Here I am forty years later with a thoroughly middle-class life and two kids who are already more familiar with flying on planes and eating out in restaurants than I was in my 20s so I guess things have turned out OK. Having a daughter whose idea of deprivation is not being able to play on our iPad must count as a success of sorts, I wouldn’t ever want her to have to learn how to avoid the milkman.

Download: Poor Boy – Nick Drake (mp3)

And you may ask yourself…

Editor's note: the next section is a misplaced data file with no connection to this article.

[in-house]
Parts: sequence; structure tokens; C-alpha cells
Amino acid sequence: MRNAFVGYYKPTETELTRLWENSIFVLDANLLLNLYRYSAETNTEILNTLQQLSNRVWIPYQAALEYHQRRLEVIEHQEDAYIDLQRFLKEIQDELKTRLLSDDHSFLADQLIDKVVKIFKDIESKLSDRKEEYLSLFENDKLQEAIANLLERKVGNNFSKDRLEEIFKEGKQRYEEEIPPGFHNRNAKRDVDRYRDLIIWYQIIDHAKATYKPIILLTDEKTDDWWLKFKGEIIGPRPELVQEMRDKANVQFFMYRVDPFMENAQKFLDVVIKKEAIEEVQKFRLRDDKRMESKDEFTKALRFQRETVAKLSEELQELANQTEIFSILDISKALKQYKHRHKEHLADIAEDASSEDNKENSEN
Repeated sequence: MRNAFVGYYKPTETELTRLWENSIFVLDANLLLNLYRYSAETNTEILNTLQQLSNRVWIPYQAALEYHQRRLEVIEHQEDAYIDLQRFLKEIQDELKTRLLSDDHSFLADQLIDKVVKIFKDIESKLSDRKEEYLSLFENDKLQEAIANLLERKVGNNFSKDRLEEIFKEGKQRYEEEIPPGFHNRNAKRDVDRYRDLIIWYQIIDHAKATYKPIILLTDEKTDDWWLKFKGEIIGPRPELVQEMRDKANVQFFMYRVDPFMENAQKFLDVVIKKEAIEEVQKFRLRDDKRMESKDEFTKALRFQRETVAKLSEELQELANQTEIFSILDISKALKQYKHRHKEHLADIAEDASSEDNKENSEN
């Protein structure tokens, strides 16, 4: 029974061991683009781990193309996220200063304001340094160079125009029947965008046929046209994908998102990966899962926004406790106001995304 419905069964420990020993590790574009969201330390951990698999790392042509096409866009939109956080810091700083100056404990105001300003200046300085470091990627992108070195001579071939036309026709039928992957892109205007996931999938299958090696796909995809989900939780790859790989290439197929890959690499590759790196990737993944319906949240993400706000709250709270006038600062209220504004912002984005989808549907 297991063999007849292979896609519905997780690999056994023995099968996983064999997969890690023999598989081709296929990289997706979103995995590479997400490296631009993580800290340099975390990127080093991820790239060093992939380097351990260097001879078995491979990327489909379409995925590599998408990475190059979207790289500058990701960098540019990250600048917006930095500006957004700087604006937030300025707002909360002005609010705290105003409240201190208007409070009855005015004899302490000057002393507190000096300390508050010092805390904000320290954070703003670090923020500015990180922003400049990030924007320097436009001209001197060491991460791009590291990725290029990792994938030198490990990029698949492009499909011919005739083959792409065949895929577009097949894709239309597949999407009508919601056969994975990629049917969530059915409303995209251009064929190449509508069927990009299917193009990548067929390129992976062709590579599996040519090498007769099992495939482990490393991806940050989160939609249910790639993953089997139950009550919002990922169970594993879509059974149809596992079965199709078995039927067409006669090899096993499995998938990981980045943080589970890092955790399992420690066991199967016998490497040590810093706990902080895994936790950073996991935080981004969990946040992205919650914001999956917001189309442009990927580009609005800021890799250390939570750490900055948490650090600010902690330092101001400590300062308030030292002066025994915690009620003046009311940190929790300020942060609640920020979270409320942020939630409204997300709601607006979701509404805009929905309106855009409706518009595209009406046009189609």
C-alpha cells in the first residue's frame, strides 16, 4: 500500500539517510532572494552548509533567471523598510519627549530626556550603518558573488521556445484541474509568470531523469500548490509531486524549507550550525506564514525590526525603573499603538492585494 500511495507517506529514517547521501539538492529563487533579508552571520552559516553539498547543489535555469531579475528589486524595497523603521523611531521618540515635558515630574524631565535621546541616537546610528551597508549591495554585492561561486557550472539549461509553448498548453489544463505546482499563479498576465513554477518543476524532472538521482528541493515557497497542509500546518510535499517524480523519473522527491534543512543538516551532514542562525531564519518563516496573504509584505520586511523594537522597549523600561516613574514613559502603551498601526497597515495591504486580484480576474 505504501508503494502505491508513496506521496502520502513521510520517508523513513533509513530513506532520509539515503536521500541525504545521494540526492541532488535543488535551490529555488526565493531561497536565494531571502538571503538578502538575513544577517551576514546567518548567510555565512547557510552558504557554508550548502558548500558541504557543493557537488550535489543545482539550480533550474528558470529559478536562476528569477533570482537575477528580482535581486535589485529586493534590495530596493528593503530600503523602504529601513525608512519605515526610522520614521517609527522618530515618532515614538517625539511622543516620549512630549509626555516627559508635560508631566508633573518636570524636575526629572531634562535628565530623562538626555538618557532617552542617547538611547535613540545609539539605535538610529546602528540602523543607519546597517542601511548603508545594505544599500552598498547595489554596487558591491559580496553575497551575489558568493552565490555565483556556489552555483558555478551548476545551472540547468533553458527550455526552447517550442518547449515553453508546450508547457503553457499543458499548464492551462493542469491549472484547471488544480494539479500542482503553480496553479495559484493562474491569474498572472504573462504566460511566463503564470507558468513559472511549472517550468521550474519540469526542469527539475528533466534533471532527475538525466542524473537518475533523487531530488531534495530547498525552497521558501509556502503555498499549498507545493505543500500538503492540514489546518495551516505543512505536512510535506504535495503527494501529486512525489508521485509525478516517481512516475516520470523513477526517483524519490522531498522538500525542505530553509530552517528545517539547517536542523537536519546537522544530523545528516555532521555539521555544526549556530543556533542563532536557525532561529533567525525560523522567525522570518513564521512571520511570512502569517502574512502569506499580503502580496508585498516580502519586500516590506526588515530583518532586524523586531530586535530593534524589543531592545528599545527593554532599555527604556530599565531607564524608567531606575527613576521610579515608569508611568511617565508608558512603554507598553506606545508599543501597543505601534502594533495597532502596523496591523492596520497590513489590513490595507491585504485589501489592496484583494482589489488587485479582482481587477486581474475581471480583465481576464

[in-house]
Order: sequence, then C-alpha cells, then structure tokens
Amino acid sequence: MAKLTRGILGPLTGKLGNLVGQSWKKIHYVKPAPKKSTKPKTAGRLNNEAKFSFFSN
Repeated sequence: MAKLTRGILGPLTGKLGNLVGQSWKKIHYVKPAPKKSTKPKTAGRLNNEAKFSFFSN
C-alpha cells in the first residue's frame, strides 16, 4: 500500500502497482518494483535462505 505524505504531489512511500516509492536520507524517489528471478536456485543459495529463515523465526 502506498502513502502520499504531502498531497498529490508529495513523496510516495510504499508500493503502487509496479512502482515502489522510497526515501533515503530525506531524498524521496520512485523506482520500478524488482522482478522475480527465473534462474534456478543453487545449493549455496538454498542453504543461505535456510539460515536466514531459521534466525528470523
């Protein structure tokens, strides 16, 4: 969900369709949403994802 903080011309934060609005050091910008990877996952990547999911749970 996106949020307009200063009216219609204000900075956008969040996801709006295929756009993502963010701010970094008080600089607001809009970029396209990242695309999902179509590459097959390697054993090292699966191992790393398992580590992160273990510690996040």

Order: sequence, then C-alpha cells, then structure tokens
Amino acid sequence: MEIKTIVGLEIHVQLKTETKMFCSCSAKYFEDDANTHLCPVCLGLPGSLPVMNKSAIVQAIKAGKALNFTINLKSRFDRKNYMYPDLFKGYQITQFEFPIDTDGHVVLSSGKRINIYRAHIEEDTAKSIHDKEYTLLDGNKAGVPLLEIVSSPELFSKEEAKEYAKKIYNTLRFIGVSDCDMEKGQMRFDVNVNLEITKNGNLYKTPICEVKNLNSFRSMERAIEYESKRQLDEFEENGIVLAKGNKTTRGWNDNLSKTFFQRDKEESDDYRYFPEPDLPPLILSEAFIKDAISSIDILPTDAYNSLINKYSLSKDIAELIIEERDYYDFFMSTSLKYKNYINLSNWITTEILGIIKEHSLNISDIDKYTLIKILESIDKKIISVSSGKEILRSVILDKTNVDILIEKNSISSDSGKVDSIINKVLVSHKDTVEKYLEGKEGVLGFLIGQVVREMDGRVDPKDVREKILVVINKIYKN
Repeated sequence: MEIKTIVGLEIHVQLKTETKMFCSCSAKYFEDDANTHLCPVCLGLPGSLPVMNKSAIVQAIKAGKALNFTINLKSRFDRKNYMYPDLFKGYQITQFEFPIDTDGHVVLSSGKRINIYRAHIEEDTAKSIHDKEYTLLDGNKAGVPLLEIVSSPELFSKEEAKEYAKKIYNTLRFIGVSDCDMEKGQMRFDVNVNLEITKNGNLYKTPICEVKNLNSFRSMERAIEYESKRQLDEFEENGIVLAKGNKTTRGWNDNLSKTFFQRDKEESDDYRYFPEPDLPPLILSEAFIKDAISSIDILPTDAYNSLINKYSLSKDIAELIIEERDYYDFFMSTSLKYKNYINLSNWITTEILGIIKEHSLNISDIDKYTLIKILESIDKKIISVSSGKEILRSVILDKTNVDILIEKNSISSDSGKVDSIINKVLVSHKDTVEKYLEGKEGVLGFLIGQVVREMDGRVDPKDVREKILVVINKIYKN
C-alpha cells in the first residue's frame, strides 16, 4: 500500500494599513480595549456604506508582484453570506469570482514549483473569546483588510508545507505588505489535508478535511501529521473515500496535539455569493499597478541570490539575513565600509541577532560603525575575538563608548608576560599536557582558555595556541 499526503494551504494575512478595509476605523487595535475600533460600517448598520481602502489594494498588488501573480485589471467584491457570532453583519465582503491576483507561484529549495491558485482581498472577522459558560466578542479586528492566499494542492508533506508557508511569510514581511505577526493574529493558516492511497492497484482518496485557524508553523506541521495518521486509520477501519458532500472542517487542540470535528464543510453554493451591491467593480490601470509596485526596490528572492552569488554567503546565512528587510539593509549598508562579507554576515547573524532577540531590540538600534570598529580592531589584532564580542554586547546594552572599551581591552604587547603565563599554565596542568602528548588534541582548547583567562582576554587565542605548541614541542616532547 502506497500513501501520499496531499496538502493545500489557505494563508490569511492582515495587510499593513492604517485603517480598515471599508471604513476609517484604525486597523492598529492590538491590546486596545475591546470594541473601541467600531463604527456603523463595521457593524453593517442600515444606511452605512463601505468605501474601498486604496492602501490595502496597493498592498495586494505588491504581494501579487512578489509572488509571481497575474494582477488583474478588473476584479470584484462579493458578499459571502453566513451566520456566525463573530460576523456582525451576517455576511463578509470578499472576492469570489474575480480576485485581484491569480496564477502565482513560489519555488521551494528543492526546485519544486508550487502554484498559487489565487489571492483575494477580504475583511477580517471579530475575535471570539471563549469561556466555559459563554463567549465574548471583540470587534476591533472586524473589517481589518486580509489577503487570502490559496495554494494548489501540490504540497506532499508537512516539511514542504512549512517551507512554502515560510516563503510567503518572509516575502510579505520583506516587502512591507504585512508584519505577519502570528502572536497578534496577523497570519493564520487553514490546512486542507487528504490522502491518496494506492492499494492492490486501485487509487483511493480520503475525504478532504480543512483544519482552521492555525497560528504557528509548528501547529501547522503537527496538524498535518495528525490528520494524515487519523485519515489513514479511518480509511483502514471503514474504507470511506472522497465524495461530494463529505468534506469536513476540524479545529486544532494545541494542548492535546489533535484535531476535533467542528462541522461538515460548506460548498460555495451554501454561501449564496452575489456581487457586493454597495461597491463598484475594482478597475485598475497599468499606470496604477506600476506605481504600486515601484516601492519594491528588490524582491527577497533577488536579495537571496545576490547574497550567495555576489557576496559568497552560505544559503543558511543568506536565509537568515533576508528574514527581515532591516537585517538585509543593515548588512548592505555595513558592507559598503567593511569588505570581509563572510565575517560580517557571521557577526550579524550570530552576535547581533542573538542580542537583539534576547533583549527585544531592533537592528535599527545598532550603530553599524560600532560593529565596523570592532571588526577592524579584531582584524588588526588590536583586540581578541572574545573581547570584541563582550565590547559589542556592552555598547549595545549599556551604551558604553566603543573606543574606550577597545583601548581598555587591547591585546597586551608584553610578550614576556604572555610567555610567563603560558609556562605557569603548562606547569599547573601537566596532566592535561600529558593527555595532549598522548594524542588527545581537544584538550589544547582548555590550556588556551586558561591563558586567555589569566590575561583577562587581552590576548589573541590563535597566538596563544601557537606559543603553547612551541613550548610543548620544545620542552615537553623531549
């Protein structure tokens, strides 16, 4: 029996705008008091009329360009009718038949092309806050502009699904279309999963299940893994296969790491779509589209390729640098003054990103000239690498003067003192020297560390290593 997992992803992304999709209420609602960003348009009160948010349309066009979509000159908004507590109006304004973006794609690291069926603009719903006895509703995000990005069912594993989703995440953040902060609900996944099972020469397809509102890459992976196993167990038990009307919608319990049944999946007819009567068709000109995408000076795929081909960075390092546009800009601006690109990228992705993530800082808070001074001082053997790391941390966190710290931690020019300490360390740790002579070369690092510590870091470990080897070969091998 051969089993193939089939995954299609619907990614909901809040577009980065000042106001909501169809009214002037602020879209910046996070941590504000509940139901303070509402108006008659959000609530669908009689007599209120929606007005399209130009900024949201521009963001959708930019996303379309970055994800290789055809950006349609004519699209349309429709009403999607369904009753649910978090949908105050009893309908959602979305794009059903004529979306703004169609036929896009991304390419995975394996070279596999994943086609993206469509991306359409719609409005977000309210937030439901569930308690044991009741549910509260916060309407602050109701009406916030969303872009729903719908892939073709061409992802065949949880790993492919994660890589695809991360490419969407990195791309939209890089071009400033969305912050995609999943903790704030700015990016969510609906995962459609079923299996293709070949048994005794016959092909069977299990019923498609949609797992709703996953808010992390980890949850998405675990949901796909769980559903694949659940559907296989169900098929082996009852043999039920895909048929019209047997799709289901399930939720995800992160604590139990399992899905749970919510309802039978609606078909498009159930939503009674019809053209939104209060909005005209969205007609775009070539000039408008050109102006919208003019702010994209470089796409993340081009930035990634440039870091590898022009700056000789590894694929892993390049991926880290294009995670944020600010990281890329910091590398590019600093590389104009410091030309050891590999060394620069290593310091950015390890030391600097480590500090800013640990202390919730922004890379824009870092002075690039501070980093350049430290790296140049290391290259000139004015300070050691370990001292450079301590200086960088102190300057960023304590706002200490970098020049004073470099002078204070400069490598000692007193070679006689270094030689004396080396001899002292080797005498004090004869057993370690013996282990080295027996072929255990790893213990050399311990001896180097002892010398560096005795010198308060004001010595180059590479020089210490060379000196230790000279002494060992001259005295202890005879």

2010 was yet another banner year in my life with the birth of our second child and the milestone of a 10th wedding anniversary. Both caused a fair amount of “Well, how did I get here?” reflection on my part but it was the birth of my son that was the most existentially discombobulating. Having one kid is a big enough deal but two of them, besides all the extra work, feels like a whole different game of soldiers entirely. Instead of just being 2+1 we’re now a proper family which is, you know, a real thing. Finding myself part of a classic nuclear family with the house in the suburbs and the car in the driveway (we only need .5 more children and we’ll have ticked all the boxes) seem all the more surreal to me because I grew up in a single-parent family in a council flat. At dinner time when I look across the table at my wife and children — besides being filled with so much love and happiness I think I might burst at the seams — I have this peculiar out-of-body feeling of disbelief as if it’s not my own real life I’m living in and instead I’m the “Dad” character in a sitcom. But more than that it all seems so terribly adult which is another suit of clothes I can’t get to quite fit naturally.